The sales world is changing. Buyers are no longer interested in speaking with “always be closing” aggressive “sales” reps, or even consultative approaches with never ending questions.
Buyers are looking for individuals who understand their day-to-day challenges and have solutions that solve them, insight, and unique perspectives. We’re seeing the rise of social salespeople.
Not all sales reps are equipped to engage in this capacity. But those that are, will have knowledge, experience and unique perspectives that can enrich your internal search marketing integration (SMI) efforts by weaving search engine optimization (SEO) techniques into their day-to-day work.
So, how can you effectively and efficiently enable your sale team to improve your SMI?
Content marketing is fundamental to the success of any organization that wants to generate business online. It should be embraced by the entire business and the sales team is the perfect place to start. Content Marketing Institute provides perspective on how sales reps can add value to marketing’s content efforts.
Savvy sales individuals will have a unique perspective on the market, the problems you solve and your products feature/benefits. They’ll be able to identify common customer questions, reservations and the most effective selling points of your product or service. They are ideally placed to help with creation of content that aligns with every stage of the sales funnel. Granted, the content may have to be monitored and vetted before representing a brand, but the sheer volume and quality of the content should make it worth the trouble.
Even if you're a smaller organization with say, 10 sales reps. If you asked each to write one piece of content per month, and half of them responded, that’s more than one new piece of content every week! Best of all, it’s free.
Even if your sales reps can’t produce content for you, they should certainly be utilized to inform and guide your editorial calendar. When was the last time one of your reps had an idea, and wanted to talk your ear off about it?
Take a look at some examples from the gurus of content, the marketing automation industry:
In the Know
Your new sales team should be well informed with industry and competitive updates by attending conferences, tradeshows, subscribing to RSS feeds, and engaging with your community. This knowledge will fuel content, product development, and overall marketing strategy. Some ideas on how to tap their knowledge for SMI purposes:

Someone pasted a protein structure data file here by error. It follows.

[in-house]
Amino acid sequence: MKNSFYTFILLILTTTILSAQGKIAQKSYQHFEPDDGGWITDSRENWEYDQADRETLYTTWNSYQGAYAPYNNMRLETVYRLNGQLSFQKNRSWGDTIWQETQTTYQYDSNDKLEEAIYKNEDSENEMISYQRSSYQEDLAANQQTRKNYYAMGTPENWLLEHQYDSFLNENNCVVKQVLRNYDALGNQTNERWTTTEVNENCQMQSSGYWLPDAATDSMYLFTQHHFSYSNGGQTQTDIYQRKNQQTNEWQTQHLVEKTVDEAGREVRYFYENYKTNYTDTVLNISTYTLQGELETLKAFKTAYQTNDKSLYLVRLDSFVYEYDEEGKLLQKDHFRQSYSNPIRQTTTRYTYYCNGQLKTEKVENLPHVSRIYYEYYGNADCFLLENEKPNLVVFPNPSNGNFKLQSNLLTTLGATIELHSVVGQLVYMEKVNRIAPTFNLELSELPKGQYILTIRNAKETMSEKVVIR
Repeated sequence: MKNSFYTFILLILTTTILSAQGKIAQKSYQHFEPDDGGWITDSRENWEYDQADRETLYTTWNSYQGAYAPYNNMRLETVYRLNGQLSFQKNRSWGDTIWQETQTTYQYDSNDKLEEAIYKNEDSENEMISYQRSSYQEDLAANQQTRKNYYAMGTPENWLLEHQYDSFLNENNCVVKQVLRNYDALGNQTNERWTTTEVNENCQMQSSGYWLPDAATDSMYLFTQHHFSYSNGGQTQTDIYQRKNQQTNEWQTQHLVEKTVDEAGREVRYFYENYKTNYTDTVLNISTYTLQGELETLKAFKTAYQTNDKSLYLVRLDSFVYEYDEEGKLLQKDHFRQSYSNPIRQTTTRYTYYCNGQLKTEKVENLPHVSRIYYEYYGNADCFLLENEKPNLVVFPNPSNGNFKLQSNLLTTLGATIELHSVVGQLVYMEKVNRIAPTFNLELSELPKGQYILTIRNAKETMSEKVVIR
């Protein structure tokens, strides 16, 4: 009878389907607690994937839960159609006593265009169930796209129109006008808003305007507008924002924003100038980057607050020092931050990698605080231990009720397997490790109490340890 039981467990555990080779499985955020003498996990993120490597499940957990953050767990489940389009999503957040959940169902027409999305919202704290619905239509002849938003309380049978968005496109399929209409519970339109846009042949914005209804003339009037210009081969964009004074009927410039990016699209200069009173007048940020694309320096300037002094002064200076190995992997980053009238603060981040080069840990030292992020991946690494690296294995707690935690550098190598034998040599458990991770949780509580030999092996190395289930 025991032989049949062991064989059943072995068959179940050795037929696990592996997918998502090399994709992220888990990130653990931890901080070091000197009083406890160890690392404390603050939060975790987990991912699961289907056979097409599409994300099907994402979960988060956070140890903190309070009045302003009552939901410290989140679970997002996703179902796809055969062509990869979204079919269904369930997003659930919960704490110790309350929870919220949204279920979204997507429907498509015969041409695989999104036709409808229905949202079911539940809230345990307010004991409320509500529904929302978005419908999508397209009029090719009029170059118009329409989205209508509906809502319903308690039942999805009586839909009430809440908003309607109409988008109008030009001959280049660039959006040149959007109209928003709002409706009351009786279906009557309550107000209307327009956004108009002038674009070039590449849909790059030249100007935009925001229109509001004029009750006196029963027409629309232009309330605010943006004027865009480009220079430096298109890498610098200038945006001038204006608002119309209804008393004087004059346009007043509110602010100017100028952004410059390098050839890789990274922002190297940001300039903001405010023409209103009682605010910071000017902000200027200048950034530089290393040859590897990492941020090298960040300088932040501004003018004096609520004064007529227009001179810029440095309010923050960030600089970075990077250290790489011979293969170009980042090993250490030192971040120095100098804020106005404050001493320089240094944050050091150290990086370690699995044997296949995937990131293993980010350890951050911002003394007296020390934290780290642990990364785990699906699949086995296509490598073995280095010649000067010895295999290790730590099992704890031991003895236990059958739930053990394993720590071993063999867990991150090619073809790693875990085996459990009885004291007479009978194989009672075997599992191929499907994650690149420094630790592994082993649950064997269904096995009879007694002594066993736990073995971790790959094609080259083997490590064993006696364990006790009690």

- What are the latest industry updates you learned at last week’s conference? This can fuel blog posts, whitepapers etc.
- Did you run into any bloggers or thought leaders that we can engage with for guest blog posts or cross-marketing initiatives? These relationships can be used for link building purposes.
- What was the competition showcasing at them most recent tradeshow? This can fuel product development and SEO strategies.
- What industry vernacular is picking up speed on the forums and in conversations? This can fuel keyword research.
‘Social’ is something that should be integrated and embraced at every level of your organization. This especiallyincludes sales. Social presents many unique opportunities to build relationships, gain insight, and make sales.
Your sales team should be monitoring allmajor social streams, setting up alerts, identifying leads, interacting with influencers and reaching out to potential customers who are at the top of the sales funnel. If used properly, social can be an incredibly powerful sales tool.
Why does this matter to the SMI/SEO Pro?
The major advantage of your sales team using social is that it easily integrates with the rest of your marketing initiatives. Savvy reps can support the brand by sharing information via social communities. This includes retweeting company announcements, promoting content and engaging with their community. Why wouldn't they? After all, what's good for the company's image should also help the sales team win more business!